Then I will put my life behind me,
Then let them hear my death-knell toll,
Then from your labours you’ll be free,
The clock may stop, the clock-hands fall,
And time come to an end for me!
- Goethe – “Faust”, lines 1698–706.
While walking by some noteworthy places, you are bound sooner or later to bump into something like what you see above. Coins in a fountain or metal locks gripped to a bridge or railing. Why?
Intuitively, it has to do with an idea, that you lock yourself into a beautiful moment, that the pleasure deriving from being in this place here and now can last forever. Why?
Well, we lust for pleasure, actually, the relentless research of pleasure is a central point around which most of our lives evolve. Why?
Well, because this is how we have been shaped by the evolution. The strong feeling of reward we get in a moment of pleasure though, is not designed to last.
Can you imagine how uninspiring the world would be, if the pleasure from eating, drinking, winning, meeting friends, having sex, listening to music or even taking drugs, lasted forever? Nobody would be motivated to do anything, as we would all be laid down somewhere in a state of permanent bliss. The short lived nature of pleasure makes sure, we are busy rat racing during all our existence. This has been noticed a long time ago by eastern philosophers, and has found a reaction in the buddhist rebellion against the suffering ensuing from this “futile” pursuit.
- But this could be a topic of another post.
- “Stolen moments” – Oliver Nelson
I’ve caught myself recently on converging toward the idea, that what intrigues me the most in photographs is the testimony of the existence of life. The reason is probably to be found in my process of aging: the less life I have left the more it interests me – this is probably a known phenomenon.
The forms this can take are infinite: from portraits to street photography through observing non human forms of life. Anything that depicts life here in an interesting and possibly honest way can serve the purpose of creating a reminder about how we exist here and now.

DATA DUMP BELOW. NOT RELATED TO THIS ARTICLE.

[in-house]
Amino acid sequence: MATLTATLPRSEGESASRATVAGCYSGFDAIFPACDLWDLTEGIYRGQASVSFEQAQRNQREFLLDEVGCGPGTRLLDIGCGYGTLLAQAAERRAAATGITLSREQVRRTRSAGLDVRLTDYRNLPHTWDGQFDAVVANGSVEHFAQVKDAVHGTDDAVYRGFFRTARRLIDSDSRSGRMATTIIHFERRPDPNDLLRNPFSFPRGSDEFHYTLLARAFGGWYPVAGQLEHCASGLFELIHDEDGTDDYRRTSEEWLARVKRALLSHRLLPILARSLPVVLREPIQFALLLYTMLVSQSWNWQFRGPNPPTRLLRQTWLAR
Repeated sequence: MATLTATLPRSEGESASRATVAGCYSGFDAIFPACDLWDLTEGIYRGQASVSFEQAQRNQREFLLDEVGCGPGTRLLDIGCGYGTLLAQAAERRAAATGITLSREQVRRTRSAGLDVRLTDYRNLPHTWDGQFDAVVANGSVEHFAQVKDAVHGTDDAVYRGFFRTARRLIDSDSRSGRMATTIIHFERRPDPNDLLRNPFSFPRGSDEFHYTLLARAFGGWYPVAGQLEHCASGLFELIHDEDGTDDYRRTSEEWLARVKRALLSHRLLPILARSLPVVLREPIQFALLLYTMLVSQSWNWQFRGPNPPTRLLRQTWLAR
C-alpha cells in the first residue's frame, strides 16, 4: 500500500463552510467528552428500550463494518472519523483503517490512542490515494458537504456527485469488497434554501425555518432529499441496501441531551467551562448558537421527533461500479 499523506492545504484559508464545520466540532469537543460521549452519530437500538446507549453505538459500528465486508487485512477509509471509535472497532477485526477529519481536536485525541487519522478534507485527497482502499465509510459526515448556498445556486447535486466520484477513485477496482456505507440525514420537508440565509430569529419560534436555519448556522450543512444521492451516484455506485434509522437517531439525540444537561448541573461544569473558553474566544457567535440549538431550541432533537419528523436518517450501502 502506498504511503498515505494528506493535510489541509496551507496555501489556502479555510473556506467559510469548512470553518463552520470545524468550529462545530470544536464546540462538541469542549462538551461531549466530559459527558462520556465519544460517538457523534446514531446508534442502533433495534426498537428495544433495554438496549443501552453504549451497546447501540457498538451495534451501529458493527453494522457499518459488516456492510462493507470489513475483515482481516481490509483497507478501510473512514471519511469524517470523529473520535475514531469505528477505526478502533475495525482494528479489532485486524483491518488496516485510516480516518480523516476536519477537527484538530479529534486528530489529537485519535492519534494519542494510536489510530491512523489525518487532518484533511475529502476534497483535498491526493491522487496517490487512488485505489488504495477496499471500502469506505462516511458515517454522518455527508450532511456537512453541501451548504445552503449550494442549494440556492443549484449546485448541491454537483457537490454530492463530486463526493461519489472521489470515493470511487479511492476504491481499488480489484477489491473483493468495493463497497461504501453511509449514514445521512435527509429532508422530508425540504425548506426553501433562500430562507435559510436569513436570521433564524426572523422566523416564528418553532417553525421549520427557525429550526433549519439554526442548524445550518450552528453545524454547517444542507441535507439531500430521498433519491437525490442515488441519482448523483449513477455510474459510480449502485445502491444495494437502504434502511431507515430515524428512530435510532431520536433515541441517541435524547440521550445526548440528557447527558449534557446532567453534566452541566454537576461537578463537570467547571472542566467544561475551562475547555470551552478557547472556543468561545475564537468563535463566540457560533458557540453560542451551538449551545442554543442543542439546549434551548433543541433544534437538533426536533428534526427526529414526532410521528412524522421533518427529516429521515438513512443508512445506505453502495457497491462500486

The simplest way of looking at it would be to imagine that we want to document everything which gives relevance to the presence of life on this planet, as if we wanted to prepare a photo album to send to somebody who has never stepped on Earth, and is looking at us from afar, quietly orbiting in outer space.
“From Gagarin’s Point Of View” – Esbjorn Svensson Trio
One of less known parts of Monaco, is Fontvieille – a big piece of territory, built on land artificially created on sea at the beginning of the eighties. One of its landmarks, is the pier, which spans almost from La Rocher de Monaco to the nearby port of Cap d’Ail, with the frontier passing in the middle.
In order to enjoy a walk spanning across the entire pier, it is necessary to bypass the heliport, with its landing approach half suspended over the sea, like a big plate with lobsters sticking over the edge of a table. You can get from here to the nearby Nice airport in 7 minutes.
The pier is popular with people walking the dogs, jogging, strolling and fishing. There are some benches here and there, where you can just sit and relax watching the sea, but in other parts there is a motorcycle riding school and a cage with obstacles for kids playing on skateboards. Recently a local firm has used one of the internal pier spaces, to create a successful oyster and seafood growing farm.
For me, the nicest moment when to go there, is in the evening, at dusk, when the lights are being turned on, but you still see some clear sky to the west. The unique combination of beautiful light and the murmur of the waves are conducive to reflecting, as you walk.
“A Lovely Way To Spend An Evening” – Curtis Fuller
“Escondido” – Bennie Maupin
I hope you all enjoy your long weekend. As to the photo – this is a new (sic!) sculpture on the Promenade des Anglais in Nice. I think I’d like to redo this shot, as the framing is a bit tight and also, there was a flaw in the film, which makes it unsuitable for printing. Even the music has some slight hiss in the recording, but I could not find a better version…
“Star Spangled Banner” – Brian Bromberg
“What Are You Doing the Rest of Your Life?” – Chris Botti/Sting